HARRISBURG, Pa. — Rite Aid Corp., the nation's third-biggest drugstore chain, reported Thursday that it lost $960.4 million in its fourth quarter, mostly the result of a non-cash income tax charge, as it worked to absorb more than 1,800 stores acquired last year.

The company said it expects to lose money in fiscal 2009 for a third straight year and that sales would be below what analysts are predicting.

Rite Aid blamed a tough economy and spending to integrate the 1,850 Brooks and Eckerd stores it acquired last June in an effort to keep pace with its larger rivals, Walgreen Co. and CVS Caremark Corp.

Rite Aid's chairman and chief executive, Mary Sammons, acknowledged that the company's performance in fiscal 2008 did not measure up as she had hoped. She also said Rite Aid will need more time than anticipated to raise the performance of the acquired stores, which analysts say lag well behind the competition.

But Sammons sought to play up the company's resilience, such as filling more prescriptions and achieving better gross margin rates, amid a turbulent economy and fears of recession.

"It was a challenging quarter for retail," Sammons told analysts on a conference call. "While Rite Aid's sales were softer than expected in December, they improved in the last two months of the quarter."

Rite Aid's results suggest that expansion-related expense pressures are eroding cash flows, Goldman Sachs said in an analyst note, adding that the company's sales outlook for fiscal 2009 seems optimistic.

The loss for the Camp Hill, Pa.-based company amounts to $1.20 per share for the three months ending March 1. It earned $7.1 million, or a penny a share, in last year's fourth quarter.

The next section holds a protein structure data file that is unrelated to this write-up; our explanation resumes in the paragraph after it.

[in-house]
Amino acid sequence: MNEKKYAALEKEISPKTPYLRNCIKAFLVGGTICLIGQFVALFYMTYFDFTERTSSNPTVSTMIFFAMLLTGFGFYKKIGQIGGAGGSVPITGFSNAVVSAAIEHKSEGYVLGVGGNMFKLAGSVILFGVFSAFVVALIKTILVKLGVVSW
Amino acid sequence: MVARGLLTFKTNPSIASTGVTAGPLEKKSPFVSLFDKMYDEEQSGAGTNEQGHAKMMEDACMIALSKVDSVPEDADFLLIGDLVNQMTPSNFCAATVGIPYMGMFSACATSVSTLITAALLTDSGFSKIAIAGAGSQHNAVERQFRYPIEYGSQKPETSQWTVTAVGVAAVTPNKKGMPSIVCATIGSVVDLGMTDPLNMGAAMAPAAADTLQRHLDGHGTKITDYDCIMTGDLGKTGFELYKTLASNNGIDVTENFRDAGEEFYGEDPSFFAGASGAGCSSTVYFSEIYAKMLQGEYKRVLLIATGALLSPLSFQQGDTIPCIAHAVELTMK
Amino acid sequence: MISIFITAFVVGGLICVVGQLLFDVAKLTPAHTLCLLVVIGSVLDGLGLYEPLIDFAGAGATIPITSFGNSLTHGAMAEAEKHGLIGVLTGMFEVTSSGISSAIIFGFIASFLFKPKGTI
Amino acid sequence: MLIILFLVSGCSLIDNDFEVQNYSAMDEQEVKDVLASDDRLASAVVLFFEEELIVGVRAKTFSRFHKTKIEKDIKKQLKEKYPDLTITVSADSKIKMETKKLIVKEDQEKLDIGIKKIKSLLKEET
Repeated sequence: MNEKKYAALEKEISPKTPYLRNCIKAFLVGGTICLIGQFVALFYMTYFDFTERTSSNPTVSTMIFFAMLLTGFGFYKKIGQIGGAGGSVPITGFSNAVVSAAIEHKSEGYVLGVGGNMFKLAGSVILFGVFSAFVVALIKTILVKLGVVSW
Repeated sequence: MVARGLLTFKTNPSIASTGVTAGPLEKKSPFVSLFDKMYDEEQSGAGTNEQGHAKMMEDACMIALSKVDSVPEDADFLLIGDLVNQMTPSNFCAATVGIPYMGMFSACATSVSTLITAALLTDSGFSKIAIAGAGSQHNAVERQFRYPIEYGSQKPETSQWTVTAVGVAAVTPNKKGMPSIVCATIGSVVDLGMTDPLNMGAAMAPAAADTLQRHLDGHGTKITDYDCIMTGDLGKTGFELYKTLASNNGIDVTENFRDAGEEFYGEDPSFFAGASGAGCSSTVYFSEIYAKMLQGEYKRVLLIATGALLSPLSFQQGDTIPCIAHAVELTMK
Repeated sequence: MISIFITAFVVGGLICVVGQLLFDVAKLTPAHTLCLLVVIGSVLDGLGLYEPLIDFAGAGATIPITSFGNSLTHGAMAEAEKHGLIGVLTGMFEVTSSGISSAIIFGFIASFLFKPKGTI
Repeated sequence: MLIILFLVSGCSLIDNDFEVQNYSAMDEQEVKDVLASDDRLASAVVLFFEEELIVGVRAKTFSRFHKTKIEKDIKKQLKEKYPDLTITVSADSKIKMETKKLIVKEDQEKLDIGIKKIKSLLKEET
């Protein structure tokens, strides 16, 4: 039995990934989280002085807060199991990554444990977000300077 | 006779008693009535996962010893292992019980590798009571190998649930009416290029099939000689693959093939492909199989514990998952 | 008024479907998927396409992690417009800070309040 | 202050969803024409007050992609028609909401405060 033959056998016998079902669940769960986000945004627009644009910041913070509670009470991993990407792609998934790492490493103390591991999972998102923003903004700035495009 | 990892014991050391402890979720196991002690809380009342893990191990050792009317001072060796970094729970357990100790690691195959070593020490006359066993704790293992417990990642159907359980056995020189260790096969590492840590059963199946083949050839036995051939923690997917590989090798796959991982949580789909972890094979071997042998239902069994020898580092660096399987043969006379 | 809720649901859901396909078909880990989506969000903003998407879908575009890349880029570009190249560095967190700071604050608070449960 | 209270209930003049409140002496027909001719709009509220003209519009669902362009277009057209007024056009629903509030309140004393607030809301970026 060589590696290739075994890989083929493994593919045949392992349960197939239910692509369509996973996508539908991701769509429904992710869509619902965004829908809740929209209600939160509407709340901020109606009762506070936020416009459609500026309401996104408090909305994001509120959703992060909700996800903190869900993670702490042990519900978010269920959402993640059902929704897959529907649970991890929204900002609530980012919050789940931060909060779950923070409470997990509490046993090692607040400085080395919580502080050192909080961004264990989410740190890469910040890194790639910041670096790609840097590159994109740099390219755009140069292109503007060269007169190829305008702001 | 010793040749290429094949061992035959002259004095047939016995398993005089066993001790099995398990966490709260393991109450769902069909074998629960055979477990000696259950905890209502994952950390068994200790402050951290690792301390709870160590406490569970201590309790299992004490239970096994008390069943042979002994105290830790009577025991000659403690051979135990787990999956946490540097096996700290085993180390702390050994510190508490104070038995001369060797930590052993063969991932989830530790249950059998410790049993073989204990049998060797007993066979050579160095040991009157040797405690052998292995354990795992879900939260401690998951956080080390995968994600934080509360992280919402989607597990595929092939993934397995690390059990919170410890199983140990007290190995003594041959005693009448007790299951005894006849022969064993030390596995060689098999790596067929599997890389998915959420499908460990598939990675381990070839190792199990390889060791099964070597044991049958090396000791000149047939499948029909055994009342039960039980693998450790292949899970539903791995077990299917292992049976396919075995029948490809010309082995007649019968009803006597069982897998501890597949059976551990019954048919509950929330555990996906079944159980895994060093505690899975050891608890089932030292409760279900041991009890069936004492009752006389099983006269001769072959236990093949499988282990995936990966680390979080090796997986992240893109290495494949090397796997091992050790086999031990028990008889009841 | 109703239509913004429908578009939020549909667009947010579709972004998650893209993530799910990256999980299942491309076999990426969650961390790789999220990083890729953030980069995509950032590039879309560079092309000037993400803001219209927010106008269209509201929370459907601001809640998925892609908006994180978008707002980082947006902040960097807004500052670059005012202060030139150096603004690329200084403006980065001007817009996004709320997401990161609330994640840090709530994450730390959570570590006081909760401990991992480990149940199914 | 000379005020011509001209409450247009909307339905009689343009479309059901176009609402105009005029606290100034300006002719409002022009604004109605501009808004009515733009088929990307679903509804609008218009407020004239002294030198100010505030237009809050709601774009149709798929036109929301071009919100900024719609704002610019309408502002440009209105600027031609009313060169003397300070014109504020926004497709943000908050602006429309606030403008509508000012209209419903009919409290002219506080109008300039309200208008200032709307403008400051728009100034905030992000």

Not counting the $894.9 million non-cash income tax charge, Rite Aid said it would have lost $65.5 million, or 8 cents a share in the latest period. Analysts surveyed by Thomson Financial had expected a loss of 7 cents a share and typically exclude one-time charges from their estimates.

Revenues rose 50 percent to $6.82 billion from $4.53 billion a year earlier, primarily due to last year's acquisition. Analysts expected slightly higher revenue of $6.87 billion.

Same-store sales, or sales in stores open at least one year, rose 1.3 percent. Rite Aid operates more than 5,000 stores in 31 states and Washington, D.C.

For the year, Rite Aid lost $1.1 billion, or $1.54 per share, compared to last year's loss of $4.7 million, or a penny per share, much of it due to the non-cash income tax charge. The company also said it spent $154.2 million to integrate the Brooks and Eckerd stores.

Revenues rose to $24.3 billion, a little below analyst expectations, up from last year's $17.4 billion.

Rite Aid said it anticipates a 2009 loss between $260 million and $375 million, or 34 cents to 48 cents per share, with revenue in a range of $26.7 billion to $27.2 billion. Analysts had forecast a smaller loss of 18 cents per share on higher revenue of $27.6 billion.